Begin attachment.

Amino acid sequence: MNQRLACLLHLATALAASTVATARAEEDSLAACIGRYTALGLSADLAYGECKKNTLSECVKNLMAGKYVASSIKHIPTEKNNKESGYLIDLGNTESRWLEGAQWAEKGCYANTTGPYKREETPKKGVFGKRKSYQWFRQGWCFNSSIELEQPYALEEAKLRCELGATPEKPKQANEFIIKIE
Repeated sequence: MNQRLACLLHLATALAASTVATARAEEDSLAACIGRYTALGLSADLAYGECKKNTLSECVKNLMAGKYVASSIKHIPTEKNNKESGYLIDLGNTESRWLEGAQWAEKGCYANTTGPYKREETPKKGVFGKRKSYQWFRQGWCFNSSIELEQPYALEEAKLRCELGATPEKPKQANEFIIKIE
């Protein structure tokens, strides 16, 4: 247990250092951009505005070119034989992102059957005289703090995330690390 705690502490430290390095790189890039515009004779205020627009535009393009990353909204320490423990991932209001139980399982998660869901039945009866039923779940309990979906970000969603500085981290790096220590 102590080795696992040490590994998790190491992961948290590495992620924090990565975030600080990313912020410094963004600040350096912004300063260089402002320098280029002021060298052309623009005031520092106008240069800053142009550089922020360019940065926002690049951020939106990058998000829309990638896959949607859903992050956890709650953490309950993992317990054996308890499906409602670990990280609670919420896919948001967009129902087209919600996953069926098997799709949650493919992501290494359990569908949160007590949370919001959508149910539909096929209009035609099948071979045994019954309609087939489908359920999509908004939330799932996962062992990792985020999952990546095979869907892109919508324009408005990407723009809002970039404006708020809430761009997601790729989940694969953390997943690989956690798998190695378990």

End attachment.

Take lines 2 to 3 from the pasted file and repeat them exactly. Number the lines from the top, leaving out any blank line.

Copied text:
Repeated sequence: MNQRLACLLHLATALAASTVATARAEEDSLAACIGRYTALGLSADLAYGECKKNTLSECVKNLMAGKYVASSIKHIPTEKNNKESGYLIDLGNTESRWLEGAQWAEKGCYANTTGPYKREETPKKGVFGKRKSYQWFRQGWCFNSSIELEQPYALEEAKLRCELGATPEKPKQANEFIIKIE
């Protein structure tokens, strides 16, 4: 247990250092951009505005070119034989992102059957005289703090995330690390 705690502490430290390095790189890039515009004779205020627009535009393009990353909204320490423990991932209001139980399982998660869901039945009866039923779940309990979906970000969603500085981290790096220590 102590080795696992040490590994998790190491992961948290590495992620924090990565975030600080990313912020410094963004600040350096912004300063260089402002320098280029002021060298052309623009005031520092106008240069800053142009550089922020360019940065926002690049951020939106990058998000829309990638896959949607859903992050956890709650953490309950993992317990054996308890499906409602670990990280609670919420896919948001967009129902087209919600996953069926098997799709949650493919992501290494359990569908949160007590949370919001959508149910539909096929209009035609099948071979045994019954309609087939489908359920999509908004939330799932996962062992990792985020999952990546095979869907892109919508324009408005990407723009809002970039404006708020809430761009997601790729989940694969953390997943690989956690798998190695378990």